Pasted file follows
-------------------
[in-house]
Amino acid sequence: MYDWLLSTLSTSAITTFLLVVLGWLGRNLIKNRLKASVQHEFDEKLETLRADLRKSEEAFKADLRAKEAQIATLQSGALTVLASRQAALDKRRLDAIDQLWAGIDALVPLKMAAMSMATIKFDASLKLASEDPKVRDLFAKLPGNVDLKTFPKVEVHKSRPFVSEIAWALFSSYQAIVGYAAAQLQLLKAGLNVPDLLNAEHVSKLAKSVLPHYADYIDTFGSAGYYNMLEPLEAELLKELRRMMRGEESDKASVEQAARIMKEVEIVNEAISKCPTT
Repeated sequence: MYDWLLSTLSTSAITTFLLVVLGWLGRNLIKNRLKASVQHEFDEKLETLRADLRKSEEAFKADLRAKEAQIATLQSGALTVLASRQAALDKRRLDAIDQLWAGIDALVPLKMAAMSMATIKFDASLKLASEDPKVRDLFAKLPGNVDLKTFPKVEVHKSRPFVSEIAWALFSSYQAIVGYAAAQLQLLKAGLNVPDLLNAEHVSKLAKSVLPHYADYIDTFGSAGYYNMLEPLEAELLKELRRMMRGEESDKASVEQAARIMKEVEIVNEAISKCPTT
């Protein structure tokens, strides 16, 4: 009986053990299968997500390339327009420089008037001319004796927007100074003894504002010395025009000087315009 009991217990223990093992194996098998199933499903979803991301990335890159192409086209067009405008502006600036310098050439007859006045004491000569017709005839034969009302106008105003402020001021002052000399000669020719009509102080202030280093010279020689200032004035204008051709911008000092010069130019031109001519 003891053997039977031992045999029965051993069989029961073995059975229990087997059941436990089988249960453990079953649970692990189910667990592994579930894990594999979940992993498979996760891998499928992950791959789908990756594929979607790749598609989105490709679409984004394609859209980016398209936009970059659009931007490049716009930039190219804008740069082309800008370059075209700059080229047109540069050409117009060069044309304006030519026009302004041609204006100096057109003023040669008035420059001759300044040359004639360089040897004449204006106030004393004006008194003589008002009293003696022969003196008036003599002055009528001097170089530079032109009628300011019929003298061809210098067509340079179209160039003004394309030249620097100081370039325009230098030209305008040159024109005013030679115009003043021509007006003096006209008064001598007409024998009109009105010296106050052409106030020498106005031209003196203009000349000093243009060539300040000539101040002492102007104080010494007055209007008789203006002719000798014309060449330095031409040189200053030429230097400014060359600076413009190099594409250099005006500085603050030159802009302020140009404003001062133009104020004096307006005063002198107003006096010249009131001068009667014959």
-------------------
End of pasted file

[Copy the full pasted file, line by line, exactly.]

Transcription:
[in-house]
Amino acid sequence: MYDWLLSTLSTSAITTFLLVVLGWLGRNLIKNRLKASVQHEFDEKLETLRADLRKSEEAFKADLRAKEAQIATLQSGALTVLASRQAALDKRRLDAIDQLWAGIDALVPLKMAAMSMATIKFDASLKLASEDPKVRDLFAKLPGNVDLKTFPKVEVHKSRPFVSEIAWALFSSYQAIVGYAAAQLQLLKAGLNVPDLLNAEHVSKLAKSVLPHYADYIDTFGSAGYYNMLEPLEAELLKELRRMMRGEESDKASVEQAARIMKEVEIVNEAISKCPTT
Repeated sequence: MYDWLLSTLSTSAITTFLLVVLGWLGRNLIKNRLKASVQHEFDEKLETLRADLRKSEEAFKADLRAKEAQIATLQSGALTVLASRQAALDKRRLDAIDQLWAGIDALVPLKMAAMSMATIKFDASLKLASEDPKVRDLFAKLPGNVDLKTFPKVEVHKSRPFVSEIAWALFSSYQAIVGYAAAQLQLLKAGLNVPDLLNAEHVSKLAKSVLPHYADYIDTFGSAGYYNMLEPLEAELLKELRRMMRGEESDKASVEQAARIMKEVEIVNEAISKCPTT
């Protein structure tokens, strides 16, 4: 009986053990299968997500390339327009420089008037001319004796927007100074003894504002010395025009000087315009 009991217990223990093992194996098998199933499903979803991301990335890159192409086209067009405008502006600036310098050439007859006045004491000569017709005839034969009302106008105003402020001021002052000399000669020719009509102080202030280093010279020689200032004035204008051709911008000092010069130019031109001519 003891053997039977031992045999029965051993069989029961073995059975229990087997059941436990089988249960453990079953649970692990189910667990592994579930894990594999979940992993498979996760891998499928992950791959789908990756594929979607790749598609989105490709679409984004394609859209980016398209936009970059659009931007490049716009930039190219804008740069082309800008370059075209700059080229047109540069050409117009060069044309304006030519026009302004041609204006100096057109003023040669008035420059001759300044040359004639360089040897004449204006106030004393004006008194003589008002009293003696022969003196008036003599002055009528001097170089530079032109009628300011019929003298061809210098067509340079179209160039003004394309030249620097100081370039325009230098030209305008040159024109005013030679115009003043021509007006003096006209008064001598007409024998009109009105010296106050052409106030020498106005031209003196203009000349000093243009060539300040000539101040002492102007104080010494007055209007008789203006002719000798014309060449330095031409040189200053030429230097400014060359600076413009190099594409250099005006500085603050030159802009302020140009404003001062133009104020004096307006005063002198107003006096010249009131001068009667014959």